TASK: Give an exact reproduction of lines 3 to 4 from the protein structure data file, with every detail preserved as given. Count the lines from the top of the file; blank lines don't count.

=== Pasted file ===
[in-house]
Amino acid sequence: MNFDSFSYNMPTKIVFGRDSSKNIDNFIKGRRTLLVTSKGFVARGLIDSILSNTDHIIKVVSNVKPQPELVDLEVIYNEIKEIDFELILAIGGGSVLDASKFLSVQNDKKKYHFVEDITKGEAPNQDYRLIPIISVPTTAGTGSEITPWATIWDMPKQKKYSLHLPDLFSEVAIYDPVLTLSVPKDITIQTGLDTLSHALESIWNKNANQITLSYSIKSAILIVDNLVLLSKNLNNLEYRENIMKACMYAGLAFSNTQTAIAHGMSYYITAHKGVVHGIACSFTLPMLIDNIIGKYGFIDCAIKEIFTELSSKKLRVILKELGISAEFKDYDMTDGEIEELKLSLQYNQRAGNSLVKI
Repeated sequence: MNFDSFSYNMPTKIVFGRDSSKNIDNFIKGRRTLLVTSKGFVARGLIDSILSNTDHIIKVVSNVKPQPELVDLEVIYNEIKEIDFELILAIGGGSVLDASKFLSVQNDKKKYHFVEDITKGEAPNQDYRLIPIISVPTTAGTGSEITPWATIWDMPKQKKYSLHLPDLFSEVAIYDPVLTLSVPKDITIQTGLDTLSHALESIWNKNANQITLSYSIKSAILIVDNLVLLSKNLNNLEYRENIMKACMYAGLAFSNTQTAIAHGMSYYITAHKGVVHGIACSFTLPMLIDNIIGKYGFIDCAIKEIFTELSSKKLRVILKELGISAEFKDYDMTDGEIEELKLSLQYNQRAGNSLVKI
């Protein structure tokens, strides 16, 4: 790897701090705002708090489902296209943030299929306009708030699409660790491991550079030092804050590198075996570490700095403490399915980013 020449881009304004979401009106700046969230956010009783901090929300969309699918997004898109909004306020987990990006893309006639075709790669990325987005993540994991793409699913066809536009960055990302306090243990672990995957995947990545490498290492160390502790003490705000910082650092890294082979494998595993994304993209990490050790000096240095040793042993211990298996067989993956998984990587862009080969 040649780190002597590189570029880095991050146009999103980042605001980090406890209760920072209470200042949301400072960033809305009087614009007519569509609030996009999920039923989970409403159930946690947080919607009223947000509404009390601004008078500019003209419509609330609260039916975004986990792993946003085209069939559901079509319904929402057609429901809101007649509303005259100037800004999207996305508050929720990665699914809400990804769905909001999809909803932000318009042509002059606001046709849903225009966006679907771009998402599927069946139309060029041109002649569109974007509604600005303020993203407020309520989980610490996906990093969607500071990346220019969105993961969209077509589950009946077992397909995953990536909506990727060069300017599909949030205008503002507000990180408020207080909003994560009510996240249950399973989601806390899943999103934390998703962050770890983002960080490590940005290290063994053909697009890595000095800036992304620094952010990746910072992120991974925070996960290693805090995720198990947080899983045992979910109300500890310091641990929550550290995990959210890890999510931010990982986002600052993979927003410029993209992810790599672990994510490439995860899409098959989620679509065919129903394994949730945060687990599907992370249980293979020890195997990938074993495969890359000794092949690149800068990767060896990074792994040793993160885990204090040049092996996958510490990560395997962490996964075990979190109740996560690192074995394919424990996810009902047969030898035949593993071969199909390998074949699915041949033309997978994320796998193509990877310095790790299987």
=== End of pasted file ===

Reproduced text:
Repeated sequence: MNFDSFSYNMPTKIVFGRDSSKNIDNFIKGRRTLLVTSKGFVARGLIDSILSNTDHIIKVVSNVKPQPELVDLEVIYNEIKEIDFELILAIGGGSVLDASKFLSVQNDKKKYHFVEDITKGEAPNQDYRLIPIISVPTTAGTGSEITPWATIWDMPKQKKYSLHLPDLFSEVAIYDPVLTLSVPKDITIQTGLDTLSHALESIWNKNANQITLSYSIKSAILIVDNLVLLSKNLNNLEYRENIMKACMYAGLAFSNTQTAIAHGMSYYITAHKGVVHGIACSFTLPMLIDNIIGKYGFIDCAIKEIFTELSSKKLRVILKELGISAEFKDYDMTDGEIEELKLSLQYNQRAGNSLVKI
């Protein structure tokens, strides 16, 4: 790897701090705002708090489902296209943030299929306009708030699409660790491991550079030092804050590198075996570490700095403490399915980013 020449881009304004979401009106700046969230956010009783901090929300969309699918997004898109909004306020987990990006893309006639075709790669990325987005993540994991793409699913066809536009960055990302306090243990672990995957995947990545490498290492160390502790003490705000910082650092890294082979494998595993994304993209990490050790000096240095040793042993211990298996067989993956998984990587862009080969 040649780190002597590189570029880095991050146009999103980042605001980090406890209760920072209470200042949301400072960033809305009087614009007519569509609030996009999920039923989970409403159930946690947080919607009223947000509404009390601004008078500019003209419509609330609260039916975004986990792993946003085209069939559901079509319904929402057609429901809101007649509303005259100037800004999207996305508050929720990665699914809400990804769905909001999809909803932000318009042509002059606001046709849903225009966006679907771009998402599927069946139309060029041109002649569109974007509604600005303020993203407020309520989980610490996906990093969607500071990346220019969105993961969209077509589950009946077992397909995953990536909506990727060069300017599909949030205008503002507000990180408020207080909003994560009510996240249950399973989601806390899943999103934390998703962050770890983002960080490590940005290290063994053909697009890595000095800036992304620094952010990746910072992120991974925070996960290693805090995720198990947080899983045992979910109300500890310091641990929550550290995990959210890890999510931010990982986002600052993979927003410029993209992810790599672990994510490439995860899409098959989620679509065919129903394994949730945060687990599907992370249980293979020890195997990938074993495969890359000794092949690149800068990767060896990074792994040793993160885990204090040049092996996958510490990560395997962490996964075990979190109740996560690192074995394919424990996810009902047969030898035949593993071969199909390998074949699915041949033309997978994320796998193509990877310095790790299987």